Are scientists better at fitness than the rest of us?

Volcanoes are bullshit science projects. I never made one. If you made it past third grade, you already know what happens when you add baking soda and vinegar. It’s predictable

When I did a science experiment, I didn’t want to know what the outcome would be beforehand. I wanted to make a hypothesis and let the process teach me whether I was right or wrong. 

Because that’s what science is. It’s about making predictions. And it’s about the process of discovering the right answer.

When it comes to our health and fitness habits, we’re running experiments with ourselves all the time, whether it’s testing a new diet 

“I wonder how long I can survive without carbs before I want to push someone down the stairs for a basket of bread?”

or getting into a new fitness routine 

“Let’s see what happens when I stay up until 2 am watching videos of baby bats eating fruit and set my alarm for 6 am to go to the gym before work.”

If you find yourself getting in your own way of developing new habits, think more like a scientist.

Scientists don’t wait for motivation to run an experiment. And it doesn’t make sense for them to take it personally when their hypothesis is wrong. They simply use their results to refine their predictions. And they never stop experimenting.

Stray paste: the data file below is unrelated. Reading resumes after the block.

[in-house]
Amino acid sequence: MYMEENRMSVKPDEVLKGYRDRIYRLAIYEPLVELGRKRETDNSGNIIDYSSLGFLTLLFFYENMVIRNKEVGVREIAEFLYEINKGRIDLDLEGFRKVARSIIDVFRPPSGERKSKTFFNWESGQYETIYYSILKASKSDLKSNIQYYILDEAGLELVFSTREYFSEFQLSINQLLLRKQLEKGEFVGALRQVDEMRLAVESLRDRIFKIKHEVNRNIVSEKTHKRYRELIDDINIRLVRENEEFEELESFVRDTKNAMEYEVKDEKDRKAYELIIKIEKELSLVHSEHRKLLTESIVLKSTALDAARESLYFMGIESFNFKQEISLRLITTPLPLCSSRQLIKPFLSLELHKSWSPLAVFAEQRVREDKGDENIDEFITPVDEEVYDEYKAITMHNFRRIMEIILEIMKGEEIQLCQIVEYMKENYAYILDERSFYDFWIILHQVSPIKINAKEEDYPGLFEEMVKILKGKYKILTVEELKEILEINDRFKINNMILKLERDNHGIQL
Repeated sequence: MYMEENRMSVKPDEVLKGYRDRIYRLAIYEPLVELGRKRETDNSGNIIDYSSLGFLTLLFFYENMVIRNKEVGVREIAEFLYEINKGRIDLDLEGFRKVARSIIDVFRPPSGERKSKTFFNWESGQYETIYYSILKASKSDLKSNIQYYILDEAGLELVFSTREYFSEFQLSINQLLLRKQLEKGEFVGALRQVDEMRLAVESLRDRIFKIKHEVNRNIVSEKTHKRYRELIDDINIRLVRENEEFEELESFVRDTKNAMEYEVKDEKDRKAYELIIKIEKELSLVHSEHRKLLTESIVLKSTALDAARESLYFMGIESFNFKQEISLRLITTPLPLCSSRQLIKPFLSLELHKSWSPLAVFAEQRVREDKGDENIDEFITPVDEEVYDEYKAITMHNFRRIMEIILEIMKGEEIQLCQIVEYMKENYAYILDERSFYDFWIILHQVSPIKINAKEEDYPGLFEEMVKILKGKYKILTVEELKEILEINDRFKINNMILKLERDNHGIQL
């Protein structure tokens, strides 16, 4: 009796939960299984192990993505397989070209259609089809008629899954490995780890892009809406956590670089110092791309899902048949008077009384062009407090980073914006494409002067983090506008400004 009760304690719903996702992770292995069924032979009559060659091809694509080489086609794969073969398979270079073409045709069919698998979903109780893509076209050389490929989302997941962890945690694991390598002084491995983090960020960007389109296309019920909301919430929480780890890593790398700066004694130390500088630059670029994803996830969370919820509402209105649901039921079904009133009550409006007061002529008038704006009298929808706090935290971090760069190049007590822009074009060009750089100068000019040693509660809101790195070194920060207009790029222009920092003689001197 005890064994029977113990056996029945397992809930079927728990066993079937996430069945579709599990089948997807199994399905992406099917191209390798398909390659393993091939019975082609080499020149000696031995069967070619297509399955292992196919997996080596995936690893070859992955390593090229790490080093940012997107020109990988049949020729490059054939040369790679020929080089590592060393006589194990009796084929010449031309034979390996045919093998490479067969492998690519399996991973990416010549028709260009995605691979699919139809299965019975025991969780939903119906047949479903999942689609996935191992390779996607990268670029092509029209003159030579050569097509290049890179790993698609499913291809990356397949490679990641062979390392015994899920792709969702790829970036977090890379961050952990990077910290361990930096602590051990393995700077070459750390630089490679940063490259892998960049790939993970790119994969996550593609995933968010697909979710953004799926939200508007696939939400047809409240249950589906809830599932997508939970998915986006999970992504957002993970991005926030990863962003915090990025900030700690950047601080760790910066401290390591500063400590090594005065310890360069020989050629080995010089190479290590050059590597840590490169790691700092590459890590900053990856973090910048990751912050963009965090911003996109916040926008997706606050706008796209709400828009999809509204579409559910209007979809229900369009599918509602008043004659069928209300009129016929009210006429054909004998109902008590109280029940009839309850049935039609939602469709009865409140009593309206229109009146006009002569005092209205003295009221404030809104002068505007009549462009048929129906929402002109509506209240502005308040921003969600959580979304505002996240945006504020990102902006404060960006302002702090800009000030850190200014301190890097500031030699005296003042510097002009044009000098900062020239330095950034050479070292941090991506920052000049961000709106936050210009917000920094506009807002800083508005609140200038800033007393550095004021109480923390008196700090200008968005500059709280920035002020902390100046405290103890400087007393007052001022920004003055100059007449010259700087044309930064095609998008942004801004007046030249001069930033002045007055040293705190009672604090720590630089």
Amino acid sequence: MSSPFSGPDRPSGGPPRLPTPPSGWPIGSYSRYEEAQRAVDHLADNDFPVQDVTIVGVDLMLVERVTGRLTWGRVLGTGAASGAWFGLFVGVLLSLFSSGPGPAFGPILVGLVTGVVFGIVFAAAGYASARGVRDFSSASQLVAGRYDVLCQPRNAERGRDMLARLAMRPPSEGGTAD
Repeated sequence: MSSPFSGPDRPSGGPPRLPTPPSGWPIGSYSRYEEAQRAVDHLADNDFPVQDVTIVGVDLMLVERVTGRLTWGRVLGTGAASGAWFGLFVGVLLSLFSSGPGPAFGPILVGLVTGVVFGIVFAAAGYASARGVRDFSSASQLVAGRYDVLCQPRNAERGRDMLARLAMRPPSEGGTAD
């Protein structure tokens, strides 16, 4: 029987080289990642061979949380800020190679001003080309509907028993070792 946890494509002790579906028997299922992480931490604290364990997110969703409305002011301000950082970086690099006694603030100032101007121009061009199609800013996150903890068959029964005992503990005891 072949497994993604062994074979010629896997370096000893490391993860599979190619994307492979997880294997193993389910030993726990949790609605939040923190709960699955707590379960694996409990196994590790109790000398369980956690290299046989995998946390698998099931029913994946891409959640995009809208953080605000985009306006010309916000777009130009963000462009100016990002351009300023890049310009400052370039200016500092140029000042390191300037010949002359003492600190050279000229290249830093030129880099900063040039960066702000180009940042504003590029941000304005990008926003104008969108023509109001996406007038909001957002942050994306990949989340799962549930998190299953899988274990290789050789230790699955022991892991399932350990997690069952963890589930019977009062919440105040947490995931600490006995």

When something doesn’t work with your new habit—whether you cave to a slice of pizza after getting trapped putting in unexpected overtime at work, or hit the snooze button a few too many mornings in a row—you can reframe those perceived “mistakes” as “feedback” instead. 

Then use that feedback to try a new experiment and see if it leads to new results. If you can’t get to the gym in the morning, try going in the afternoon or the evening. If you’re constantly regretting the number of times you eat out, try packing a meal or two before you leave for the day. 

If an experiment isn’t working for you, it doesn’t mean you are a failure, it just means the experiment was. Make a new hypothesis and move on. We aren’t volcanoes, or robots, and what worked for someone else doesn’t necessarily mean it will work for you. 

You can’t expect success on the first try, and sometimes things will blow up in your face. But you can always get back in the lab and try something new.